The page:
You are on target because you are focused on the real power in this country: the corporate rulers of America and the corporate rulers of the whole global economy. These are the powers that be, that separate us in this country, that have good people looking from side to side at each other, saying oh, that might be a lesbian. Uh-oh there's a union member. And there's an environmentalist. ... Instead of all of us looking up because that is where power is concentrated. 
	We're not enemies - farmers and union members, union members and environmentalists, environmentalists and minorities -we're not enemies, we're natural allies. Jesse Jackson put it, we might not all have come over in the same boat but we're in the same boat now. That's a powerful political reality once we absorb that.
	Fred Harris used to say it just exactly on target: The central issue in this country is too few people control too much of the money and power. And they're using to get more for themselves at the expense of the rest of us. Rush Limbaugh, Newt Gingrich and Bill Clinton. They do this same thing. They try to divide us. They say the problem is government. They get us pointed at Washington. Well Washington, of course, is just the puppet. We've got to look up and follow those strings up to the handful of folks in this country - the wealthy and the privileged - who are pulling those strings. 
	The good news is that the people know it. The people are fully aware of all this, they're mad as hell about it and they're ready to get after it. We do not have to create a populist political movement in this country because it is there. What we have to do is connect up to it and connect them up to each other.
	I try to do this some through talk radio because it is a very democratic little box. People can talk back and that is why talk radio is successful. And the job that I take there is connecting them up so that folks in Portland, Maine, who are fighting against incredible odds - as one of them put it to me, not only are the odds against us, some of the evens are against us too - but they don't know that over in Portland, Oregon, the same fight is being made against exactly the same forces of evil and they just have to be connected and begin to fight back. 
	People know what's going on because it's happening to them. You don't have to be in Who's Who to know what's what. It's pretty common sense.
	I'm talking about that 75 to 80 percent of the American folks who don't own stocks and bonds; not through their pension funds, not through their mutual funds, not through anything; 80 percent of Americans don't own any stocks and bonds. They're less concerned by the Dow Jones Average than the Doug Jones average....
	I'm talking about the 75 to 80 percent of Americans who make less than $50,000 a year. There's your middle class, right there. I'm talking about the people who have seen their incomes fall, 75 to 80 percent, not just in the last 20 years but in the last four years as well. I'm talking about the 80 percent of Americans who do not have a college degree, and do not anticipate that their children are going to get one either. I'm talking about the 80 percent of the American people who are either not voting or are voting no. This is the workaday majority of our country. It's not right wing, its not left wing. It's totally nonideological.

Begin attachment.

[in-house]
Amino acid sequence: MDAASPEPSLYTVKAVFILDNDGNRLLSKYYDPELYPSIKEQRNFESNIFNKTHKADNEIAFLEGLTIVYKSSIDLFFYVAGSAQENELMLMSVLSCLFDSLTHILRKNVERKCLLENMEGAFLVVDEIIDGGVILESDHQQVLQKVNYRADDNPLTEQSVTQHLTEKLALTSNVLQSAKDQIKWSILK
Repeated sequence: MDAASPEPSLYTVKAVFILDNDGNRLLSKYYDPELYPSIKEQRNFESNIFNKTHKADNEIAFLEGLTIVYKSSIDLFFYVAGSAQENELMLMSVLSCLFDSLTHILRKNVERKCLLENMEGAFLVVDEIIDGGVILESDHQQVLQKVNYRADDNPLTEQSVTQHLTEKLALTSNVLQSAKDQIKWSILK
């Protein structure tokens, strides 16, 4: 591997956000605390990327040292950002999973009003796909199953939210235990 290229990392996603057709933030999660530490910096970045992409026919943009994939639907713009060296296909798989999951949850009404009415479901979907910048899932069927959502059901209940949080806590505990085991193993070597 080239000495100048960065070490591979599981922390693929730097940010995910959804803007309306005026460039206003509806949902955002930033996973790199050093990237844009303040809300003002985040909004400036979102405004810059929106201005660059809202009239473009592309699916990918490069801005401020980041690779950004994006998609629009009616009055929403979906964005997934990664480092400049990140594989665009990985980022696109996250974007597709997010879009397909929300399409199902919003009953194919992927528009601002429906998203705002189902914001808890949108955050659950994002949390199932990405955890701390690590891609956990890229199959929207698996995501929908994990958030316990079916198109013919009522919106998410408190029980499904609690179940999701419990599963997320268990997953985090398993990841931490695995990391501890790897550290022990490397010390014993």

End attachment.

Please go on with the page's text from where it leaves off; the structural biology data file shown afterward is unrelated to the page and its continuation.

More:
The true political spectrum in our country is not right to left. It's top to bottom and the vast majority of folks out there, just like you, know that they're not within shouting distance of the powers at the top, whether those powers call themselves Democrat or Republican, and they're looking for change. 
	Environmentalism: Powers that be say that's about elites, tree huggers, them, those damned environmentalists. Well, wait a minute, those damned environmentalists are us. They're not just card-carrying Sierra Club members, but members of Sam's Club as well. Might know more about the PTA than the EPA, but they know pollution when it hits them - and those are the people who are being hit by pollution. You don't find any toxic dumps in Highland Park. I've often thought that if you want to clean up the environment all we need to do is pass a law that says the corporate executives and board of directors need to live within 100 yards of any facility that they build and they'd clean up that sucker in a hurry. 
	The great majority of the people in this country want clean air, clean water, clean food, period. Newt Gingrich found this out the hard way this last year - the Loudspeaker of the House - when he launched a corporate environmental attack so bad that his own party rebelled against him. You know they say the higher the monkey climbs the more you see of its ugly side? I think that's what happened to Newt.
	But our problem never has been and never will be the Newt Gingriches. Our problem is our own party, the old-time Democratic Party and that's what has got to change. And it won't change from the inside, only from the outside. Bill Clinton wants to do a little bit for the environment, but not enough to offend his corporate contributors. 
	Well, that's not where the folks are, and I mean the workaday majority I'm talking about, the lower middle income living out in the farthest suburbs, up against the cotton fields, and their rose bush died after about the eighth spraying of cotton. And they remember last year; isn't this about the time the cat died? And they wonder if maybe that's connected to the rash the kids are getting. That's an environmentalist.